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The Importance of Supply Chain Cybersecurity

Written by: University of Tulsa   •  Mar 1, 2024
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The Importance of Supply Chain Cybersecurity

Today’s manufacturers increasingly rely on global supply chains to provide the components, resources, and services that are used to create their products. At the same time, the professionals who manage these supply chains are increasingly relying on digital tools, like software and connected equipment, to keep their operations running smoothly.

Businesses often can save time and money by using third parties to fill gaps in their supply chain production and distribution functions. However, with increased reliance on third parties comes a greater risk of cybersecurity issues. According to the ninth annual report on software supply chain security by Sonatype, 2023 saw twice as many software supply chain cyber attacks as there were in all previously reported years combined.

Supply chain security has always been important, but the growing role of its digital aspects opens the door for cyber attacks that can severely damage a company, its customers, and its products. Professionals with the right experience and education tasked with noticing these threats and using preventive measures to stop them or react quickly enough to halt significant damage are key players in protecting today’s supply chains. Read on to learn more about these threats and how supply chain cybersecurity professionals can make a difference.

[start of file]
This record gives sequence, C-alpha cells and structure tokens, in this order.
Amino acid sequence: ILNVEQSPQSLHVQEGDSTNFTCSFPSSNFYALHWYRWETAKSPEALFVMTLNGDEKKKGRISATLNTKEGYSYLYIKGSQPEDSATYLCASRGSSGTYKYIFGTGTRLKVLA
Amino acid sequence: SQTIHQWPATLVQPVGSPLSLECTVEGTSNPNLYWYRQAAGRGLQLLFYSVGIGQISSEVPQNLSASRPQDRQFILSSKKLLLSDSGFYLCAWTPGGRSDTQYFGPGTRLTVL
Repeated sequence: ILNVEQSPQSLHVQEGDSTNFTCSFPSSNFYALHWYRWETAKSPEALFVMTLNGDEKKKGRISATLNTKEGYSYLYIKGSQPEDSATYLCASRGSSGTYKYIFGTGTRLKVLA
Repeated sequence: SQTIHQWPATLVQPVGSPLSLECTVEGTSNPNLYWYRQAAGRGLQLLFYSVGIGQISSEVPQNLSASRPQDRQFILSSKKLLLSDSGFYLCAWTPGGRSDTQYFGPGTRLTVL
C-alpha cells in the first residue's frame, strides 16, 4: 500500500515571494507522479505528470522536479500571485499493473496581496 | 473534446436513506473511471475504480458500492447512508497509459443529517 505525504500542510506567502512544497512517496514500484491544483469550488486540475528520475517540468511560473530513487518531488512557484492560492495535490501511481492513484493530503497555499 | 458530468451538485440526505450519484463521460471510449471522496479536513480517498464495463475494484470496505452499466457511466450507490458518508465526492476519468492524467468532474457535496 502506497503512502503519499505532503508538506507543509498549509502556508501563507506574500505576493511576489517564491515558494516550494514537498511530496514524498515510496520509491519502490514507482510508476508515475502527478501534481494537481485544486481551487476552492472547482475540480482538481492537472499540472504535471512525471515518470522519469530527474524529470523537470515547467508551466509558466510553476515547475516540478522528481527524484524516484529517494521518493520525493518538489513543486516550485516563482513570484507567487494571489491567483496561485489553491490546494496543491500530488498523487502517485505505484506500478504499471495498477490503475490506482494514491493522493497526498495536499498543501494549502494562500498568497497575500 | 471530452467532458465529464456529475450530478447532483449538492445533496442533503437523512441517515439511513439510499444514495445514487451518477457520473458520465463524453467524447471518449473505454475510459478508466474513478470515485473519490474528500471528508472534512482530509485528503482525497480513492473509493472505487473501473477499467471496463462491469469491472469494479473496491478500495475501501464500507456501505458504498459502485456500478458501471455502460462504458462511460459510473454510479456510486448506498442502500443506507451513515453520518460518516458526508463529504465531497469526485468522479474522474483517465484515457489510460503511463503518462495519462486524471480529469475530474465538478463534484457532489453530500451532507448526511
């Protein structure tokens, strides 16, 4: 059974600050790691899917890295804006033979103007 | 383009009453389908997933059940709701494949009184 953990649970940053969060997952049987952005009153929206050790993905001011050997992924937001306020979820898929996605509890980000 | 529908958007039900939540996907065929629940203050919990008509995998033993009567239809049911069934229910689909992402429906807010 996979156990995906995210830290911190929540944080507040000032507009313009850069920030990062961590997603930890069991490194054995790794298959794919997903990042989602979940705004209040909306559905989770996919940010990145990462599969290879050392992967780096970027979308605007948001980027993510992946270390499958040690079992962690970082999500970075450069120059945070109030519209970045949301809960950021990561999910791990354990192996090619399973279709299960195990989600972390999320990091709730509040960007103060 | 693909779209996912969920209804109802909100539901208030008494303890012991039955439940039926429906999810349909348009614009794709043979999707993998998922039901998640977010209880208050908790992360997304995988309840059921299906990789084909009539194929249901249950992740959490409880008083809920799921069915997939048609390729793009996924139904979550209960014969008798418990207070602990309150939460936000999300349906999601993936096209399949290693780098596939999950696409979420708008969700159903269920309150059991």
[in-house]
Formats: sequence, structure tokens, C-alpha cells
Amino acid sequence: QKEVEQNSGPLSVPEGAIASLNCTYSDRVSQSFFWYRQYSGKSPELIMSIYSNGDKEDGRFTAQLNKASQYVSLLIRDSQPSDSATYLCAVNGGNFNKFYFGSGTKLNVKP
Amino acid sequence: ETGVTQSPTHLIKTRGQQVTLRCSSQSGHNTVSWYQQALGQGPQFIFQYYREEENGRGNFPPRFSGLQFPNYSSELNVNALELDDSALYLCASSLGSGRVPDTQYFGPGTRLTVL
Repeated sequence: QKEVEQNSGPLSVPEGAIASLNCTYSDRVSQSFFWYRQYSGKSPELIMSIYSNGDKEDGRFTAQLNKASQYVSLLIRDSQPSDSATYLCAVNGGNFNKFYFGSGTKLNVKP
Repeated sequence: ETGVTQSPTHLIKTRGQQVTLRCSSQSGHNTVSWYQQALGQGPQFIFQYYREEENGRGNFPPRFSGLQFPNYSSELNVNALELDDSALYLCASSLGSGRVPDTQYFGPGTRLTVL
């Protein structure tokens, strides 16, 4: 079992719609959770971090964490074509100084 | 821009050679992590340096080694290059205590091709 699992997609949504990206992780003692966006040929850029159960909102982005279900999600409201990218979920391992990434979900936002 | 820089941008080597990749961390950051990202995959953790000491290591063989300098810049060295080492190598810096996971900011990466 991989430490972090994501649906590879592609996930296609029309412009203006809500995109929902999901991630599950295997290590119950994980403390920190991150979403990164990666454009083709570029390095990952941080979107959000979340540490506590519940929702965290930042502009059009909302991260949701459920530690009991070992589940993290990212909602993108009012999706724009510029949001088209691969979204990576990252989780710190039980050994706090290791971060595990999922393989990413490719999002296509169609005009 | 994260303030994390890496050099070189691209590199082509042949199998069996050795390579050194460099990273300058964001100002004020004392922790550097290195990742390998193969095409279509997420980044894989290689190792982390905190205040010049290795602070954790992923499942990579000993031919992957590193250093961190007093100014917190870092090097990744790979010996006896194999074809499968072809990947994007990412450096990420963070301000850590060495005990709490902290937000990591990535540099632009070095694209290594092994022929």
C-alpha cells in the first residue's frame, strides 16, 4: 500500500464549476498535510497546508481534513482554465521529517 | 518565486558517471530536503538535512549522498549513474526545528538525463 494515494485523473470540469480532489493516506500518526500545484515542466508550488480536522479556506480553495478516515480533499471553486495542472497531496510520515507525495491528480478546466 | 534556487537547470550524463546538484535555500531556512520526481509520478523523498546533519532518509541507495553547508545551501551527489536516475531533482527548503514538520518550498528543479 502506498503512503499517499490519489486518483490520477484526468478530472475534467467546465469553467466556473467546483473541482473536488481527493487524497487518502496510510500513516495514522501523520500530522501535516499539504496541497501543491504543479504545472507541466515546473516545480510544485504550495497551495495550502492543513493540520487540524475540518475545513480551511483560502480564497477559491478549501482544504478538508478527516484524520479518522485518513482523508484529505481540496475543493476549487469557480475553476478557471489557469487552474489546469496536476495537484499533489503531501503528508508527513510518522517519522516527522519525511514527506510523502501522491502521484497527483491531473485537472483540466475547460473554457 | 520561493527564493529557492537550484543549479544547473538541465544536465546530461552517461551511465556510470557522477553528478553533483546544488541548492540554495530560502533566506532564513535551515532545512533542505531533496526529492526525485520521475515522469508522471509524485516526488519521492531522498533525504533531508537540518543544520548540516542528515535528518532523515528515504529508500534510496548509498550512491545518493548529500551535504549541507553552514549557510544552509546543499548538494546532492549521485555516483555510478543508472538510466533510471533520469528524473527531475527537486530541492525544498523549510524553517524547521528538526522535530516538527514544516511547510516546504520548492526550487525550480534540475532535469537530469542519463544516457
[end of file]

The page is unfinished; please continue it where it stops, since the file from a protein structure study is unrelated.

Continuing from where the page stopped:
What Are Supply Chain Cybersecurity Threats?

A supply chain consists of a web of organizations, each of which contributes to the larger whole. Many manufacturers also now utilize code, programs, and other components created by third parties to monitor their supply chains. Because of the interconnected nature of a supply chain, a hacker could easily access any organization in the chain if the system, software, or code of one of the third parties is compromised. 

Organizations rely on trust that the third parties they do business with are reliable and that their digital connections are secure. It takes professionals working in various cybersecurity specialties to maintain security across these multiple organizations and applications.